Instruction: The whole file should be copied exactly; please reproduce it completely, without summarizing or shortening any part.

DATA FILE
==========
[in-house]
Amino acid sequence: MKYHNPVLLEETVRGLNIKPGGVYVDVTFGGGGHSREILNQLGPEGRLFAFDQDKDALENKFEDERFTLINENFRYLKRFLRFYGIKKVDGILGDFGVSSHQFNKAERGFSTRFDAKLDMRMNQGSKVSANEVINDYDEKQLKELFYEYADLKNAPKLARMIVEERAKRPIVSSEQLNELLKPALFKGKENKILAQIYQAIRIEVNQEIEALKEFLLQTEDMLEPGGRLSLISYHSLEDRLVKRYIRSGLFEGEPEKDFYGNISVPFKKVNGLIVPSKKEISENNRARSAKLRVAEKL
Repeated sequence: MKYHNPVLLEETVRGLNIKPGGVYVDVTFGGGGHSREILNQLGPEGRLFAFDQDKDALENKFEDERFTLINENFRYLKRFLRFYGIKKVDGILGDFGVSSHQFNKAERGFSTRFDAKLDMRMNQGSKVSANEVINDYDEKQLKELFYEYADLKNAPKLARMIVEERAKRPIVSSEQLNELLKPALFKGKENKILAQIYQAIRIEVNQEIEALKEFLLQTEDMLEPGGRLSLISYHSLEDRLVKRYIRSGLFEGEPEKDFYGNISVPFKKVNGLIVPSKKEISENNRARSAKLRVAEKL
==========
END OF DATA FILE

[in-house]
Amino acid sequence: MKYHNPVLLEETVRGLNIKPGGVYVDVTFGGGGHSREILNQLGPEGRLFAFDQDKDALENKFEDERFTLINENFRYLKRFLRFYGIKKVDGILGDFGVSSHQFNKAERGFSTRFDAKLDMRMNQGSKVSANEVINDYDEKQLKELFYEYADLKNAPKLARMIVEERAKRPIVSSEQLNELLKPALFKGKENKILAQIYQAIRIEVNQEIEALKEFLLQTEDMLEPGGRLSLISYHSLEDRLVKRYIRSGLFEGEPEKDFYGNISVPFKKVNGLIVPSKKEISENNRARSAKLRVAEKL
Repeated sequence: MKYHNPVLLEETVRGLNIKPGGVYVDVTFGGGGHSREILNQLGPEGRLFAFDQDKDALENKFEDERFTLINENFRYLKRFLRFYGIKKVDGILGDFGVSSHQFNKAERGFSTRFDAKLDMRMNQGSKVSANEVINDYDEKQLKELFYEYADLKNAPKLARMIVEERAKRPIVSSEQLNELLKPALFKGKENKILAQIYQAIRIEVNQEIEALKEFLLQTEDMLEPGGRLSLISYHSLEDRLVKRYIRSGLFEGEPEKDFYGNISVPFKKVNGLIVPSKKEISENNRARSAKLRVAEKL